Go to main navigation Navigation menu Skip navigation Home page Search

New book on the informal sector and the environment

By its very nature the informal sector includes economic activity that lies outside the government regulation or taxation. The environmental degradation produced within the informal sector activities thus present additional challenges. Nearly 35 (15) percent of the gross domestic product (GDP) in low and middle income (advanced) economies is generated within the informal sector. According to the ILO more than 6 workers in 10 and 4 enterprises out of 5 in the world operate in the informal economy. CSR's Ranjula Bali Swain and University of Reading’s Uma Kambhampati have recently published a book on this theme.

Ranjula Bali Swain and Uma Kambhampati argue that "The root causes of informality include elements related to the economic context, the legal, regulatory and policy frameworks and micro-level determinants such as a low level of education, discrimination, poverty, lack of access to economic resources, to property or, to financial and other business services and markets. While our book  discusses the various challenges that the informal sector throws up, it also highlights its useful role in facilitating sustainability. The dominant narrative on the policy front is that of formalising the informal sector, however, significant possibilities can be generated by improved technology and the co-operative structure which could be explored further”.

This edited volume is recently published in August 2022 and focuses attention to this as yet relatively unexplored field. Through various contributions from exponents of the informal sector it discusses why the informal sector is a major reason behind the environmental degradation accompanying the expansion of economic activity. Environmental regulation and economic incentive policies are difficult to implement in this sector because economic units are unregistered, geographically dispersed and difficult to identify. Also, given their limited capital base, they cannot afford to pay pollution fees or install pollution abating equipment. Informal manufacturing units often operate under unscientific and unhealthy conditions, further contributing to polluting the environment. The book emphasizes and examines these challenges, and their solutions, encountered in various sectors of the informal economy, including urban waste pickers, small-scale farmers, informal workers, home-based workers, street vendors, and more. If the informal sector is to "Leave no one behind" (as the Sustainable Development Goals promise) and contribute to "inclusive growth" (an objective of the green economy), then its impact on the economy as well as the environment has to be carefully considered.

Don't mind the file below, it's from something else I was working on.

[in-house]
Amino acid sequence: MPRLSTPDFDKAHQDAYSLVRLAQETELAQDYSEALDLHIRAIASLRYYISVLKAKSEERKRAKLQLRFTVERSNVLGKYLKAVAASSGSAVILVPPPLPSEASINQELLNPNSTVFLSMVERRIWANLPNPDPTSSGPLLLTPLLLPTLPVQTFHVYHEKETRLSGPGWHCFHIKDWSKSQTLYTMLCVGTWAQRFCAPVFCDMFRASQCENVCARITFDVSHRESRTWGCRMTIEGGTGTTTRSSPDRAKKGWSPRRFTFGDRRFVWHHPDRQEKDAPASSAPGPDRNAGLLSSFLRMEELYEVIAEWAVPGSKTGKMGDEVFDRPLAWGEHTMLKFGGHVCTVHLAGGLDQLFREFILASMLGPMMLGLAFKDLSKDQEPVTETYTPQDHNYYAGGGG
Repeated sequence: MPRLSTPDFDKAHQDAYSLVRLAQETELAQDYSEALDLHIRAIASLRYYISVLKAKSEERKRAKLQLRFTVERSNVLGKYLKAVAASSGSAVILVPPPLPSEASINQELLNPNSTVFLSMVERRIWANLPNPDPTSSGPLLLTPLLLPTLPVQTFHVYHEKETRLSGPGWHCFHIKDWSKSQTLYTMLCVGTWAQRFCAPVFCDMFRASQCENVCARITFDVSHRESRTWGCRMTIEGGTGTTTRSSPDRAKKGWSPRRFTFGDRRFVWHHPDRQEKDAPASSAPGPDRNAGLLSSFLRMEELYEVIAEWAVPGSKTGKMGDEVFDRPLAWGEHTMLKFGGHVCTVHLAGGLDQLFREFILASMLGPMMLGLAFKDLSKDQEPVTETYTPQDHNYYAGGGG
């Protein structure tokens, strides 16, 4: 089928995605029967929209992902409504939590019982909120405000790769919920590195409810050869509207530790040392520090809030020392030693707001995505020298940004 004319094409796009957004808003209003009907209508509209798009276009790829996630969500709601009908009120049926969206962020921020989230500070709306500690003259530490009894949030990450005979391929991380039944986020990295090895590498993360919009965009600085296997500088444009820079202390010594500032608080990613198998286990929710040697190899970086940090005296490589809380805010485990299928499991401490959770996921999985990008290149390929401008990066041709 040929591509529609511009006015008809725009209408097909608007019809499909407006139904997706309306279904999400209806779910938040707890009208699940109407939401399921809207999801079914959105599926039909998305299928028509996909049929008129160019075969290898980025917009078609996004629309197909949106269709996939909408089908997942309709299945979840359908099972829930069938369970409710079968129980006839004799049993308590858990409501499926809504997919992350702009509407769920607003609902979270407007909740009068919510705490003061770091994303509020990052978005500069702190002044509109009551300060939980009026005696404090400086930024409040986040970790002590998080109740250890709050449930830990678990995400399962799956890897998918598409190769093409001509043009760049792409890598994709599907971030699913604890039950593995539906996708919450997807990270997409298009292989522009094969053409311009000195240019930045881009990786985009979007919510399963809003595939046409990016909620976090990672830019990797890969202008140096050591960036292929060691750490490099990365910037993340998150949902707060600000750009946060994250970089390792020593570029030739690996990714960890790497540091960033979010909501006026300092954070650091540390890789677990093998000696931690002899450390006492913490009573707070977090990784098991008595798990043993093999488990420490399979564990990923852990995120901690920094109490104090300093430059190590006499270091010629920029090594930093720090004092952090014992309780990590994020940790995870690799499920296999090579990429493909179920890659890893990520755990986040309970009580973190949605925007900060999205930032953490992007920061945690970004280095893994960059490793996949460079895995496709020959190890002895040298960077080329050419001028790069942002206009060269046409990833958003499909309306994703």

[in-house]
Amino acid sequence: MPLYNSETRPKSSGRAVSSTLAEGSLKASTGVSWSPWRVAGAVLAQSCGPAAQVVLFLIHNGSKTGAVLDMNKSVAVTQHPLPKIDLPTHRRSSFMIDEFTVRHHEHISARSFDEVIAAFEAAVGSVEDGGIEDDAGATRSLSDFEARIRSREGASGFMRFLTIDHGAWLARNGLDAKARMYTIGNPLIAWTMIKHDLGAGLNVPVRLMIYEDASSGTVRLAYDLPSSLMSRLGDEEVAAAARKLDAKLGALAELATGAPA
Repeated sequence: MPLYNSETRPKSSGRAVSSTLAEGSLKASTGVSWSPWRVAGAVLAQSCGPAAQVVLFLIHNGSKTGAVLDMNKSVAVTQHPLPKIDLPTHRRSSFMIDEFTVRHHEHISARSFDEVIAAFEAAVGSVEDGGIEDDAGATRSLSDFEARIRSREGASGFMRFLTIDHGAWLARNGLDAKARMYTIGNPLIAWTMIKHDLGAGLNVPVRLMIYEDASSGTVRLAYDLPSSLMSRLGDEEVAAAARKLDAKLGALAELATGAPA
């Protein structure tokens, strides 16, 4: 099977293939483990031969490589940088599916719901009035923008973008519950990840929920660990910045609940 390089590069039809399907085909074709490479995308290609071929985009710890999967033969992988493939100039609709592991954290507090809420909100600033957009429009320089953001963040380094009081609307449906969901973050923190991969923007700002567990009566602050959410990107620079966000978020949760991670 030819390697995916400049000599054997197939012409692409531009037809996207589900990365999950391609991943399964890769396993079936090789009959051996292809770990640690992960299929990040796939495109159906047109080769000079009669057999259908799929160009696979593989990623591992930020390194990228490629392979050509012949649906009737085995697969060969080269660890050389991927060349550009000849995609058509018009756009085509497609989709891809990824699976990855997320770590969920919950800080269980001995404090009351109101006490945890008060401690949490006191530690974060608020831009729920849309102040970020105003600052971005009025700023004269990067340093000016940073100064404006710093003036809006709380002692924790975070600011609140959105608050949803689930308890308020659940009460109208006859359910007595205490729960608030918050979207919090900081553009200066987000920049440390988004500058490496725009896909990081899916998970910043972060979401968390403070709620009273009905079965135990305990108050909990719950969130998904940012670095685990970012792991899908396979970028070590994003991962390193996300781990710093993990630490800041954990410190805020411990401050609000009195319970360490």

A massive challenge for the textile industry

Center for Sustainability Research’s Susanne Sweet has written an Open Access chapter of the book titled "Exploring the environmental and social impact of informal market practices in the apparel industry", that specifically focus on the highly globalized textile industry and its informal practices in its complex value chain. Production occurs primarily in low-income countries where unsustainable and informal market practices are rampant. Up to 80 percent of employees are in informal employment in several of the garment producing countries. The organization of informal activities for the global market are often embedded in and intertwined with formal market activities in complex networks of market exchanges, making the transparency of social and environmental consequences difficult.

Sweet argues that this practice risk to hamper the development of social and environmental improvements since the production countries can avoid investments in clean technology and improved labour practices keeping world market prices competitive and, at the same time, benefit buyers with low-priced goods. According to Sweet, a transition away from informal production practices in the textile and apparel sector would likely benefit from collaborative efforts between international and national governmental bodies and entities in the private sector, who together could drive more inclusive and formal practices with less negative social and environmental impact.

The book marks a significant contribution to the literature on both the informal economy and sustainable development.